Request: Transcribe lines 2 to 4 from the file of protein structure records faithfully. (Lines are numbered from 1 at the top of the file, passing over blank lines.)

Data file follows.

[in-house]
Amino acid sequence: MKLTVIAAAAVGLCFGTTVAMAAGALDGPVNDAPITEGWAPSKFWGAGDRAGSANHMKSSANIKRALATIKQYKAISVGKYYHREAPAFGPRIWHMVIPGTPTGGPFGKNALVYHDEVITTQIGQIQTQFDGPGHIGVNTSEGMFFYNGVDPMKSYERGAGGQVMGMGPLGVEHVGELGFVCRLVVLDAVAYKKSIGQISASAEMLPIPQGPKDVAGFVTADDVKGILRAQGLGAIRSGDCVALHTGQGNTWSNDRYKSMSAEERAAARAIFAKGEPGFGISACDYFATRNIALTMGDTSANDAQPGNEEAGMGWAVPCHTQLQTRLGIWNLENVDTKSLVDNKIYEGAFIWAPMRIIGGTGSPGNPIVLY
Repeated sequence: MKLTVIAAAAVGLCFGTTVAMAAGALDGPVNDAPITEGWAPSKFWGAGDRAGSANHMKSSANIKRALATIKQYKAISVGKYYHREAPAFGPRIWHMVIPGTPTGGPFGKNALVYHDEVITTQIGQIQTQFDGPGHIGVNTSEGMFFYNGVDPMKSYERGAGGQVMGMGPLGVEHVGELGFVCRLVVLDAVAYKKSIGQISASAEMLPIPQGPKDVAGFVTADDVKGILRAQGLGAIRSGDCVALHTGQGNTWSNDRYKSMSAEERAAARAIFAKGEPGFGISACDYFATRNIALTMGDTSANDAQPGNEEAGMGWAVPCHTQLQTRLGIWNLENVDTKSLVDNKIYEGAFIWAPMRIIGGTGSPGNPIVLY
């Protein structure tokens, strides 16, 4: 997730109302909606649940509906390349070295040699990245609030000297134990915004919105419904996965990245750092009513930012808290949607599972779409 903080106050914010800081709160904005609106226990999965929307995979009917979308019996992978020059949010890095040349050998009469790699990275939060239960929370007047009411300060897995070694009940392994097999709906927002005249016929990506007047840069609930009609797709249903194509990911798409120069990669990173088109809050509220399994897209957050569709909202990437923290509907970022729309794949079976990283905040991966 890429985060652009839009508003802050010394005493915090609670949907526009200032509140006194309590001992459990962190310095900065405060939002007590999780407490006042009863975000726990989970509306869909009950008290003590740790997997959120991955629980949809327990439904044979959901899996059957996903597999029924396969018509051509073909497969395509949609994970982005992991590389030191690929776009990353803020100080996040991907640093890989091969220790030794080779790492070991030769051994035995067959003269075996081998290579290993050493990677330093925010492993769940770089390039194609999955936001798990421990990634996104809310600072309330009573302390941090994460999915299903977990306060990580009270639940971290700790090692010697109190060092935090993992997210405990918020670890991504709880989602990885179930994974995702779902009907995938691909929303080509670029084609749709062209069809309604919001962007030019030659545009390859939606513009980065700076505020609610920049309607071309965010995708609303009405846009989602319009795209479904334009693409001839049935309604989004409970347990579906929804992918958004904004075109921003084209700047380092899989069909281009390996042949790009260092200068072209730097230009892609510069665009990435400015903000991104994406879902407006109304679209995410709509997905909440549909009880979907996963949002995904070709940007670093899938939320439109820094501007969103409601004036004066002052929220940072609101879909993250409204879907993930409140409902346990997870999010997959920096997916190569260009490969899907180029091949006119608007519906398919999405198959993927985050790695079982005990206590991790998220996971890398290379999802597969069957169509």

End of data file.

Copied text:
Amino acid sequence: MKLTVIAAAAVGLCFGTTVAMAAGALDGPVNDAPITEGWAPSKFWGAGDRAGSANHMKSSANIKRALATIKQYKAISVGKYYHREAPAFGPRIWHMVIPGTPTGGPFGKNALVYHDEVITTQIGQIQTQFDGPGHIGVNTSEGMFFYNGVDPMKSYERGAGGQVMGMGPLGVEHVGELGFVCRLVVLDAVAYKKSIGQISASAEMLPIPQGPKDVAGFVTADDVKGILRAQGLGAIRSGDCVALHTGQGNTWSNDRYKSMSAEERAAARAIFAKGEPGFGISACDYFATRNIALTMGDTSANDAQPGNEEAGMGWAVPCHTQLQTRLGIWNLENVDTKSLVDNKIYEGAFIWAPMRIIGGTGSPGNPIVLY
Repeated sequence: MKLTVIAAAAVGLCFGTTVAMAAGALDGPVNDAPITEGWAPSKFWGAGDRAGSANHMKSSANIKRALATIKQYKAISVGKYYHREAPAFGPRIWHMVIPGTPTGGPFGKNALVYHDEVITTQIGQIQTQFDGPGHIGVNTSEGMFFYNGVDPMKSYERGAGGQVMGMGPLGVEHVGELGFVCRLVVLDAVAYKKSIGQISASAEMLPIPQGPKDVAGFVTADDVKGILRAQGLGAIRSGDCVALHTGQGNTWSNDRYKSMSAEERAAARAIFAKGEPGFGISACDYFATRNIALTMGDTSANDAQPGNEEAGMGWAVPCHTQLQTRLGIWNLENVDTKSLVDNKIYEGAFIWAPMRIIGGTGSPGNPIVLY
């Protein structure tokens, strides 16, 4: 997730109302909606649940509906390349070295040699990245609030000297134990915004919105419904996965990245750092009513930012808290949607599972779409 903080106050914010800081709160904005609106226990999965929307995979009917979308019996992978020059949010890095040349050998009469790699990275939060239960929370007047009411300060897995070694009940392994097999709906927002005249016929990506007047840069609930009609797709249903194509990911798409120069990669990173088109809050509220399994897209957050569709909202990437923290509907970022729309794949079976990283905040991966 890429985060652009839009508003802050010394005493915090609670949907526009200032509140006194309590001992459990962190310095900065405060939002007590999780407490006042009863975000726990989970509306869909009950008290003590740790997997959120991955629980949809327990439904044979959901899996059957996903597999029924396969018509051509073909497969395509949609994970982005992991590389030191690929776009990353803020100080996040991907640093890989091969220790030794080779790492070991030769051994035995067959003269075996081998290579290993050493990677330093925010492993769940770089390039194609999955936001798990421990990634996104809310600072309330009573302390941090994460999915299903977990306060990580009270639940971290700790090692010697109190060092935090993992997210405990918020670890991504709880989602990885179930994974995702779902009907995938691909929303080509670029084609749709062209069809309604919001962007030019030659545009390859939606513009980065700076505020609610920049309607071309965010995708609303009405846009989602319009795209479904334009693409001839049935309604989004409970347990579906929804992918958004904004075109921003084209700047380092899989069909281009390996042949790009260092200068072209730097230009892609510069665009990435400015903000991104994406879902407006109304679209995410709509997905909440549909009880979907996963949002995904070709940007670093899938939320439109820094501007969103409601004036004066002052929220940072609101879909993250409204879907993930409140409902346990997870999010997959920096997916190569260009490969899907180029091949006119608007519906398919999405198959993927985050790695079982005990206590991790998220996971890398290379999802597969069957169509």